Is your company ready to go global with ecommerce? Maybe it should be. Opportunities to sell globally are substantial and growing. While ecommerce retail sales in the United States are rising — expected to reach $ 523 billion in the next five years — that number is growing even more rapidly worldwide.
Globally, business-to-consumer (B2C) online sales is on pace to exceed $ 2 trillion by 2017. E-sales in Asia Pacific will surpass those in North America during that same year. The increased use of mobile devices in those regions, plus better payment systems and advanced shipping methods, are contributing to this trend. Consumers in many overseas markets can’t get the products they want in local markets. This presents a huge opportunity for U.S. retailers.
But launching overseas isn’t easy. If you think you’re ready to expand your online retail footprint across borders, you need to consider some important factors.
1. Assess supply and demand.
To get a clearer picture of your probability for success in other markets, first assess your business from the local point of view in your product’s new space. Conduct a regional analysis around local competitors, product demand, pricing and consumer behavior.
According to ecommerce provider Pitney Bowes, organizations “need to make sure they have a full understanding of what they’re selling today and the current demand” in international markets. This knowledge will help you home in on the size of the market that exists, the supply-and-demand dynamic for your product and the price at which it can be sold.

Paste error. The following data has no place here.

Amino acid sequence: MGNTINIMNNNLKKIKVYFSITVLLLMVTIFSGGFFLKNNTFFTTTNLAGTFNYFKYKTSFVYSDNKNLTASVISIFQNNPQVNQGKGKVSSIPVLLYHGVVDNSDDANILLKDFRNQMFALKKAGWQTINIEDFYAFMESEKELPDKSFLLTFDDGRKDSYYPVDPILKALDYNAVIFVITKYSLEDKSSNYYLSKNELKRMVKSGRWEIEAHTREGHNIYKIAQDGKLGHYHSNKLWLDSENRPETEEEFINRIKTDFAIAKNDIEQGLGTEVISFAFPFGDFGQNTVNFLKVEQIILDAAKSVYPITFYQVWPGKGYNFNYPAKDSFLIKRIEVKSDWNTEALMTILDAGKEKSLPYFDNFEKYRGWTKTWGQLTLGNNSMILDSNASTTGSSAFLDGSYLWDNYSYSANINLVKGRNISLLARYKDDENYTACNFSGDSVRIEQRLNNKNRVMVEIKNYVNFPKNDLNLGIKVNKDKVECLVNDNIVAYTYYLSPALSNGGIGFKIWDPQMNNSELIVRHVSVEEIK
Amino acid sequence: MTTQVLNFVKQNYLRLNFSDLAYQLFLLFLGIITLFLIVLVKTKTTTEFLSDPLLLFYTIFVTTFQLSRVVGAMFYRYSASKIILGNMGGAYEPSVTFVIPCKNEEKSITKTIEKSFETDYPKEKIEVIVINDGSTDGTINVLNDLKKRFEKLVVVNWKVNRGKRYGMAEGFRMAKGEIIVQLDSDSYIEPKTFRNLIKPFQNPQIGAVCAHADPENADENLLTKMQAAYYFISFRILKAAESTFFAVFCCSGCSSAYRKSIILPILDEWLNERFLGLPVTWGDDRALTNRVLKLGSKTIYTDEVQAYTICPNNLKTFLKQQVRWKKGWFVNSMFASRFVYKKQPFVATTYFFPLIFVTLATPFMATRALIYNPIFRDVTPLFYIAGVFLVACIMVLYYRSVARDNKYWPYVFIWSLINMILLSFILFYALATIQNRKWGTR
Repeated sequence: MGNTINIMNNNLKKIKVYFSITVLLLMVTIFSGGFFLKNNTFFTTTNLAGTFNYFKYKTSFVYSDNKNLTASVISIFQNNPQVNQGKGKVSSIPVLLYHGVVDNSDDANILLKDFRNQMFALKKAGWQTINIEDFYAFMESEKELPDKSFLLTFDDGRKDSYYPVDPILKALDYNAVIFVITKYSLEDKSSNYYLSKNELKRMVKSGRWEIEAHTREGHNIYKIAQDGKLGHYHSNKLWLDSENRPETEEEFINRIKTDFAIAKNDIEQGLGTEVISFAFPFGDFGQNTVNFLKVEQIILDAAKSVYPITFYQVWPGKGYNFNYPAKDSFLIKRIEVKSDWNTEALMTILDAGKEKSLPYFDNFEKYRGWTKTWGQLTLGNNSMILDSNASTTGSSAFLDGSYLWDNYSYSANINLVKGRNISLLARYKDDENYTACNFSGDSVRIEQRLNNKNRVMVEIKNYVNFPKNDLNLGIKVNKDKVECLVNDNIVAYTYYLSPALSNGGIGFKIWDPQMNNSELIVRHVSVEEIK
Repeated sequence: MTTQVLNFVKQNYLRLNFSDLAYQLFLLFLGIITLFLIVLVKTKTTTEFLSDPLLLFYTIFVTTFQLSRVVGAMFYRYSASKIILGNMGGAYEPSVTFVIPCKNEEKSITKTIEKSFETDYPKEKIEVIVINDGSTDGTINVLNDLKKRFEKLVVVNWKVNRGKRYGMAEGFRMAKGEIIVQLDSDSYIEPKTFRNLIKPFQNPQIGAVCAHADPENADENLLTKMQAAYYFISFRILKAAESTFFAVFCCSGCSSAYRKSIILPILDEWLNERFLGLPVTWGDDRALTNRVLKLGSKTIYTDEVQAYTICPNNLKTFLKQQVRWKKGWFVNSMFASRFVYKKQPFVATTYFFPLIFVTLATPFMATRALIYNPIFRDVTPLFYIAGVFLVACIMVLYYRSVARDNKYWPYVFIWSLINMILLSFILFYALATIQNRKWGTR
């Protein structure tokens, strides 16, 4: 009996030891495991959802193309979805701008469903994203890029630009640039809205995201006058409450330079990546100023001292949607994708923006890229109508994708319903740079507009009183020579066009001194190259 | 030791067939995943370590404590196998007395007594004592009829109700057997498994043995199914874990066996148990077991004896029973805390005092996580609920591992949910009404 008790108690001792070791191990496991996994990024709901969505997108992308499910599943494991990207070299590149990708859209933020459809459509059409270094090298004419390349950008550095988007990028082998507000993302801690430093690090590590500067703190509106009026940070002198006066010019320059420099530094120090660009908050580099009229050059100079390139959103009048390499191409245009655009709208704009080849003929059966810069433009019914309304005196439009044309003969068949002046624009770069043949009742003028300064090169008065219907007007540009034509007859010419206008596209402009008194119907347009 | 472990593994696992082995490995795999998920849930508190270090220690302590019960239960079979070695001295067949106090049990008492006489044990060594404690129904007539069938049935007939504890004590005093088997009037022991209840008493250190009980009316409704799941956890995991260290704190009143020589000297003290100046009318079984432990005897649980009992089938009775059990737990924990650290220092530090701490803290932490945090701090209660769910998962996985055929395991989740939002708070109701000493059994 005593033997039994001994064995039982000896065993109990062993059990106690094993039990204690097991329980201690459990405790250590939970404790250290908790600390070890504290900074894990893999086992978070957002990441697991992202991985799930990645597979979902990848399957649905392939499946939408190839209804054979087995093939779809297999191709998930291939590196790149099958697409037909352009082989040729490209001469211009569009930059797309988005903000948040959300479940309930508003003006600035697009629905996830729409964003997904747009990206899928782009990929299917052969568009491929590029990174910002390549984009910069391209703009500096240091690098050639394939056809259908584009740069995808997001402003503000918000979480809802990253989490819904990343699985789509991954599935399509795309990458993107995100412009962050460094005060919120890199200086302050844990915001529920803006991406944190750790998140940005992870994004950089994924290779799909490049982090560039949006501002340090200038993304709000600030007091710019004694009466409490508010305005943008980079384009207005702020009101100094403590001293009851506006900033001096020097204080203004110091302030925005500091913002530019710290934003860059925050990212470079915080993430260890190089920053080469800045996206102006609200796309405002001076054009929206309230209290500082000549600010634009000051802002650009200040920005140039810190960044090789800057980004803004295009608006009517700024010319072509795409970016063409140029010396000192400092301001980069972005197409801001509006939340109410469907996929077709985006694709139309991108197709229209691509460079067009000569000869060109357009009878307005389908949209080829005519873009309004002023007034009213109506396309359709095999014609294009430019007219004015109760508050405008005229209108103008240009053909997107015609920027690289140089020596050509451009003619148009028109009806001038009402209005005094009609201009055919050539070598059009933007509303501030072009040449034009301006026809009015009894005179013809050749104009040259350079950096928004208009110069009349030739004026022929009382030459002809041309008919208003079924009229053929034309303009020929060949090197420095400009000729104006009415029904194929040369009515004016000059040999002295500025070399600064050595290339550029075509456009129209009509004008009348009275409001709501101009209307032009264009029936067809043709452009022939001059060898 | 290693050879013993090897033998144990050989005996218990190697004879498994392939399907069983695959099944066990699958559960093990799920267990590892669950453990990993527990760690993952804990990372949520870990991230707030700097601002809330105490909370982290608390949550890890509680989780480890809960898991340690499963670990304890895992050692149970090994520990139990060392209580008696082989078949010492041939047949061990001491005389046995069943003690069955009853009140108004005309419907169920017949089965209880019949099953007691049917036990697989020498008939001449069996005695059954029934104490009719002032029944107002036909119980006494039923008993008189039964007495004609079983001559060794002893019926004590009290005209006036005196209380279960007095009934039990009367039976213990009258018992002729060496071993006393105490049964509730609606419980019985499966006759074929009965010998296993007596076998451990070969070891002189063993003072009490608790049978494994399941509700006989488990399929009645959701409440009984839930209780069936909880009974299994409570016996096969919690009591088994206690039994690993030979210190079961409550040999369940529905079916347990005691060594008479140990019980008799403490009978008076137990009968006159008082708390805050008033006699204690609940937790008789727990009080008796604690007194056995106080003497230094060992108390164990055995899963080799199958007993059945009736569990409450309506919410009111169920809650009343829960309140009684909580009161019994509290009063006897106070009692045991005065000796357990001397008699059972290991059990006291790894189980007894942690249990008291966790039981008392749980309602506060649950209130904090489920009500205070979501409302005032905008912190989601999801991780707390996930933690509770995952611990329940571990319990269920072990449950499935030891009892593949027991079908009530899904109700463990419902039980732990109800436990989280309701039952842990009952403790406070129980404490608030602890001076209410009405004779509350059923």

For example, McKinsey found that most online spending in China can be attributed to just a handful of online retail segments: apparel, recreation, education and household products. This presents an undeniable opportunity within these markets. Similarly, another study discovered that Australia is one of the strongest markets for U.S.-based online retail. The duty threshold and minimal local supply allow goods to move across borders at an affordable cost. These early learnings either enable ecommerce operations to succeed abroad or doom them to fail in far-flung places.
2. Localize your product.
Businesses that launch physical products in international markets usually need to augment or adapt their solutions to support local preferences. Many U.S.-based businesses have failed to bring existing products to new markets because company leaders think that aggressive marketing or pricing can change entrenched cultural appetites.
One of the most famous examples is Mattel, the toy powerhouse. It failed to launch Barbie in China several years ago due to just such a disconnect. According to reports, Barbie’s look wasn’t attractive to Chinese women. Mattel disregarded local consumer tastes, including the “cutesy … pink clothes” aesthetic popularized by Hello Kitty. The “sexy” Western Barbie was simply off-putting. Mattel poured resources into the market, and Barbie has since rebounded in China. However, this type of mistake would be insurmountable for smaller companies.
3. Localize your site.
Authentic localization is a crucial driver for regionalized sales. Your ecommerce site experience should reflect the time and care you spent customizing the product itself. Consumers won’t make a purchase if they don’t understand your product or can’t tune in to your message. In fact, 87 percent of consumers who can’t read English won’t purchase products or services from an English-language website, while 60 percent of global customers rarely buy on English-language sites.